Brennan is also the creator of two stories about Fairy Nuff, a young sprite who lives with his parents and his brother and sister, Biggie Nuff and Sweetie Nuff, in a cottage in Bluebell Wood. In Fairy Nuff: A Tale of Bluebell Wood, the protagonist is left alone in the family cottage; on his first night, he blows up his home while trying to light a candle with a stick of dynamite on a barrel of gunpowder. This act sends a grenade through the window of the mansion belonging to Widow Jennett Buhiss, a mean witch. The grenade blows up the widow's doghouse and scatters her stock certificates, which are worth billions of pounds. Buhiss sends her troll-like groundskeeper, Orc, to bring Nuff to her. When Orc places Nuff in Buhiss's woodshed, he meets another prisoner: the queen of England. Nuff rescues the queen and thwarts the witch's plan to take over the British Empire. The queen puts Buhiss in the Tower of London and rewards Nuff by making him a knight and giving him the widow's stock certificates. A critic for Kirkus Reviews commented that the author's "extravagant puns and over-the-top pacing . . . will give fans. . . more practice in delighted eye-rolling. Fair enuff." Writing in School Library Journal, Eva Mitnick predicted, "Kids will relish the broad humor and witty language, but the characters will really win them over."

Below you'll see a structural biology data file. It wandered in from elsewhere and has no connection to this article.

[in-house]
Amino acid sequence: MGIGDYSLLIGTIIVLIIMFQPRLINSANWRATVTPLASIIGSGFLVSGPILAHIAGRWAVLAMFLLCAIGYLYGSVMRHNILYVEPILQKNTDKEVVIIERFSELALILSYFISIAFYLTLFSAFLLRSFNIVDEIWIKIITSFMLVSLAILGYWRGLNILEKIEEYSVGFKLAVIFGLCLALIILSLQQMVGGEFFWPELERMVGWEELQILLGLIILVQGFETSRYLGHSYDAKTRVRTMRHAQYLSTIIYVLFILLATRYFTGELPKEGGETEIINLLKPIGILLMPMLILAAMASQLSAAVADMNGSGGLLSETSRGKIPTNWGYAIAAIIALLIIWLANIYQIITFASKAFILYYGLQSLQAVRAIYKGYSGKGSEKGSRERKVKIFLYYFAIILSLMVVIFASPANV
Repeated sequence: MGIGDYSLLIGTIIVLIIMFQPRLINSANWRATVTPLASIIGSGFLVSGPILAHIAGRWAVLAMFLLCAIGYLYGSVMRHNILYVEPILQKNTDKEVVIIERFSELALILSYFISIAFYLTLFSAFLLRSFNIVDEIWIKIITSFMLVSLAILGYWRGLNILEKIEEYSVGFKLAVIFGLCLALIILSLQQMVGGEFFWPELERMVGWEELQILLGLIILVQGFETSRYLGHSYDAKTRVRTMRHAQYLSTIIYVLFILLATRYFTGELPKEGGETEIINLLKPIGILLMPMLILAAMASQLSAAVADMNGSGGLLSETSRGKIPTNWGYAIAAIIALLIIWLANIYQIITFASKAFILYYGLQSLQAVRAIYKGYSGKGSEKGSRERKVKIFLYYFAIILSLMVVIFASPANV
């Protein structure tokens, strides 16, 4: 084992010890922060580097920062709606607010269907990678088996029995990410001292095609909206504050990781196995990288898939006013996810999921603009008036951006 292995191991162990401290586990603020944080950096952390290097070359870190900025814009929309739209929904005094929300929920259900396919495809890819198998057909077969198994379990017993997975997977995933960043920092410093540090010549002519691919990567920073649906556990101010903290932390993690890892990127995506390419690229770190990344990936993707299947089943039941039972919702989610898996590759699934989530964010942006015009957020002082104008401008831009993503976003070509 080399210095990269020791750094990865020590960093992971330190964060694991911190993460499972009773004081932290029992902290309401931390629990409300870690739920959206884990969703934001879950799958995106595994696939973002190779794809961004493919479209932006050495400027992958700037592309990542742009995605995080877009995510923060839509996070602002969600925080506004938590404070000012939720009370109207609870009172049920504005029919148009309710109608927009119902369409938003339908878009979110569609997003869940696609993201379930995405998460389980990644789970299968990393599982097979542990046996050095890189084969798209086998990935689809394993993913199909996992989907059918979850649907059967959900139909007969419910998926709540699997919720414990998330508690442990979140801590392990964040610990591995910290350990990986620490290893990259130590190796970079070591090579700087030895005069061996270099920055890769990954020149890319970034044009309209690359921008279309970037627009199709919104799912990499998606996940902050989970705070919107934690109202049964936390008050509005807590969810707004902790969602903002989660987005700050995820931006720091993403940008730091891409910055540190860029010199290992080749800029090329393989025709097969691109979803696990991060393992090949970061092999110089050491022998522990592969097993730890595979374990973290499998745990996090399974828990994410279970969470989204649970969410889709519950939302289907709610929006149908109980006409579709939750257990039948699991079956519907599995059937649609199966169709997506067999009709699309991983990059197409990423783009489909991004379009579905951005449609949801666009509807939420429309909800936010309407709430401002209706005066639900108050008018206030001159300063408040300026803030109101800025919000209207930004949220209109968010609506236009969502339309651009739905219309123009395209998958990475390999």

In Nuff Said: The New Bluebell Wood Adventure, appearing in the United States as Nuff Said: Another Tale of Bluebell Wood, Nuff throws an enormous garden party at the new castle he has bought with some of the money that he received in the last book. He invites the queen of England and the president of the United States, among other notables, builds a theme park; and gets the Chinese State Circus to entertain his guests. However, he does not plan on the presence of two uninvited guests: Widow Buhiss, who has escaped from the Tower, and her henchman Orc. In addition, Nuff does not know that his contractor, who is dyslexic, has mortared his castle with gunpowder rather than cement. Comparing Nuff Said to its predecessor, a writer in Kirkus Reviews dubbed the sequel "equally madcap."